Block, Dream, Fiction, Novel, Writing

Dreaming the truth …

Saturday night I dreamed I had a beautiful house, in the woods, filled with happy children … until the bear appeared … inside the house. I was the only adult in the place. It was up to me to protect everyone. motherearth

Okay, you say, but what does this have to do with writing? This dream is absolutely about writing, so let me tell you the steps my subconscious took to produce it.

I’ve been thinking about where I need to be to write—both physically and metaphorically. I love the ocean; it inspires me. But I love the woods more. I picture myself living there; I think it’s ancestral memory.

So, there’s the house in the woods.

Many of us, or maybe it’s only the women writers, refer to our work as our baby. We certainly labor to bring it into this world. And it’s not easy bringing it to maturity, either.

So, there’s the children.

I’ve also been wondering how to get around this inner editor that’s giving me fits trying to finish this novel. It’s a problem. Bugabear is the old-fashioned word that popped into my mind yesterday.

So, there’s the bear.

Now put on your dream hat and follow along. In dream symbols, your house represents your true self—your mind, your heart, your soul—however you choose to refer to it. So, in my dream, I am in a lovely house, with large windows all around so I can have a 360° view of the woods around me. There are children in this house, my babies.

Suddenly, I realize there’s a huge bear in the house. It paces. It sniffs. It’s hungry. I don’t want anyone to bear panic. “Be calm, stand still, don’t run,” I tell them. No matter which way I turn, the bear is there, blocking the way.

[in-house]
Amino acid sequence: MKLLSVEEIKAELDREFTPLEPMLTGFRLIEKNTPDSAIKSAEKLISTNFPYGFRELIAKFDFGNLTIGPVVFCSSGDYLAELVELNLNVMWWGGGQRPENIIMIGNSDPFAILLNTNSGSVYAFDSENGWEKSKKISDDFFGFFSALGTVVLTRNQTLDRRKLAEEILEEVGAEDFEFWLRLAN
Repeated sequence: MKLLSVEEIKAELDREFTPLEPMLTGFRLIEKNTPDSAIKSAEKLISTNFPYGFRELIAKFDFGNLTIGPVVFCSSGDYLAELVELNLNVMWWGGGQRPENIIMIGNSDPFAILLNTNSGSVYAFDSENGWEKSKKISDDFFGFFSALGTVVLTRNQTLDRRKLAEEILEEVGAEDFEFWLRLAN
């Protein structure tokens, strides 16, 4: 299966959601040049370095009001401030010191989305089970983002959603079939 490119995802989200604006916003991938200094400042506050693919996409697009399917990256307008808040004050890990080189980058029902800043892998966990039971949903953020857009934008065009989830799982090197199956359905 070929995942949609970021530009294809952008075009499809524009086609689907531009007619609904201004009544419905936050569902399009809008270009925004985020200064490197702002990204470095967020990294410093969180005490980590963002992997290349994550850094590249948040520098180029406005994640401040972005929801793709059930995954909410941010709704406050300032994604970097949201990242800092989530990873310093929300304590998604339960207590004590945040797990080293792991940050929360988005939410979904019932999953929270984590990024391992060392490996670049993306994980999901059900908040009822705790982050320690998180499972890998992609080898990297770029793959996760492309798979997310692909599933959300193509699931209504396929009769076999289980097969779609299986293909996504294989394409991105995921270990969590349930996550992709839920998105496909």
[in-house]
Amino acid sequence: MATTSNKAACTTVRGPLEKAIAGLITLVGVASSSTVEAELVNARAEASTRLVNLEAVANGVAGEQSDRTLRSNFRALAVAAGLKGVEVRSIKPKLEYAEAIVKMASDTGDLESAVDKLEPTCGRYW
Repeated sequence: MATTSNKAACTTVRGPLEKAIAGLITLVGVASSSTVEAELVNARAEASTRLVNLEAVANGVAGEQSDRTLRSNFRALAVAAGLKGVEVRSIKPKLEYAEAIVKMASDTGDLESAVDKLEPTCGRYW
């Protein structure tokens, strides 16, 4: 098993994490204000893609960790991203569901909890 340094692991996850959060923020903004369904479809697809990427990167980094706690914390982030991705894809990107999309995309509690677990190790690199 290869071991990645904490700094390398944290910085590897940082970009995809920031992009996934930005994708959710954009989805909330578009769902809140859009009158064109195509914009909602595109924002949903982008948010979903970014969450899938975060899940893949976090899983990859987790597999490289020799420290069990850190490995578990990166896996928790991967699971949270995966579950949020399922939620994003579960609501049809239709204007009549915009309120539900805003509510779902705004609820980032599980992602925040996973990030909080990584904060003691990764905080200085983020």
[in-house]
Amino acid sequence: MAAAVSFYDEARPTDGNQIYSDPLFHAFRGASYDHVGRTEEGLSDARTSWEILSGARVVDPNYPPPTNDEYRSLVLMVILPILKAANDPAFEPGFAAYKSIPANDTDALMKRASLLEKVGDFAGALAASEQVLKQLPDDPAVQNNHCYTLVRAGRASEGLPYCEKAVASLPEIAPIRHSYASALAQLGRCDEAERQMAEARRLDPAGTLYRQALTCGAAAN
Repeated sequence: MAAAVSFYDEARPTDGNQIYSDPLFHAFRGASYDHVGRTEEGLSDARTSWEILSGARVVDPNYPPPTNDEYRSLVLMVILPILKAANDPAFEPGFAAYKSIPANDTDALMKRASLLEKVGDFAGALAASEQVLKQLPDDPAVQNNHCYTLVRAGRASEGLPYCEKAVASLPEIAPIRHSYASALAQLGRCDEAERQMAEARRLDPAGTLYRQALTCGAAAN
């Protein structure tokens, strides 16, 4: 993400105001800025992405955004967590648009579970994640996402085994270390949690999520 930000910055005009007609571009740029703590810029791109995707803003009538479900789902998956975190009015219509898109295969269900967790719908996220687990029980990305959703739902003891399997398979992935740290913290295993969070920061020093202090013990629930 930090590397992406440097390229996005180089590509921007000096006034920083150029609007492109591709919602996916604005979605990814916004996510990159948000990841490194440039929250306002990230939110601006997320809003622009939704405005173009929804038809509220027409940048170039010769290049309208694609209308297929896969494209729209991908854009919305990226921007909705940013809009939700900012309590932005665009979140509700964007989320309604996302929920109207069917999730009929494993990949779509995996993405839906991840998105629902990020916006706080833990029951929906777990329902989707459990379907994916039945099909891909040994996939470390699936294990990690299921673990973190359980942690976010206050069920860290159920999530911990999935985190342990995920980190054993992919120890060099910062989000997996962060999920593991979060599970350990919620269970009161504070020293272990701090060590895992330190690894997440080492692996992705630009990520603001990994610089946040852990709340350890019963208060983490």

I’m almost paralyzed with fear, but I know it’s up to me to do something. As it happens in dreams, a weapon, a rifle, appears in my hands. I don’t want to shoot the bear; but neither can I let it kill anyone. And then—

I am standing inside the house, my children clustered around me, and I’m watching out the window as the bear ambles away through the trees.

So, my friends, I ask myself—as a writer—what is the nature of my weapon?

Photos: (1)“Dreaming Girl” 4Head Garden of Dreams, Chelsea, UK; designer: Marney Hill; co-designer: Heather Yarrow  (2) Black bear; Bryan Harry – NPS Photo

25 thoughts on “Dreaming the truth …”

  1. Though you saw the bear, it did not leave. It left when you stopped turning away and faced it as a surmountable challenge. I figure your willingness to face the bear pushed it to a more comfortable distance.

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  2. I think your dream is fascinating and your interpretation cannot be wrong. I agree with Ann that your willingness to face the bear is your weapon as a writer.

    Also, it’s interesting to note that writing about the bear on your own and others’ blogs allowed the bear to take shape, allowed him to separate from you–another positive to writing and to blogging. It gets the bear out (to paraphrase the Visine ad).

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  3. Bonjour,

    As a writer, the best weapon will always be the words. Words of a dream that sound like reality into a story. Words simply bring dreams in our reality.

    To tell the truth, putting a word on a page is a good beginning for dreaming the truth.

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    1. Thank you for your comment, Mireille. My first interpretation of the weapon was the same as yours: words.

      I believe there is a real connection between dreaming and writing. In fact, I’ve blogged about that before: Dreaming on paper.

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  4. You might like the ‘Sandman’ fantasy series: the god of dreams is also the inspiration for all writers [and of all hope in everyone].

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    1. That’s Neil Gaiman, right? I’ve heard about it for years. One of my fave musicians, Tori Amos, is a fan and gives him credit for inspiration. I’ll add it to the things to check out.

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      1. Yep; he based a character on her, Delirium. It’s fitting — she comes off airy. Great performer though — saw her in a small club before she achieved any fame.
        Also saw Gaiman talk in a small hall — very good speaker.
        I can lend you a SM book if you’d like. Perhaps the story of the writer’s muse?

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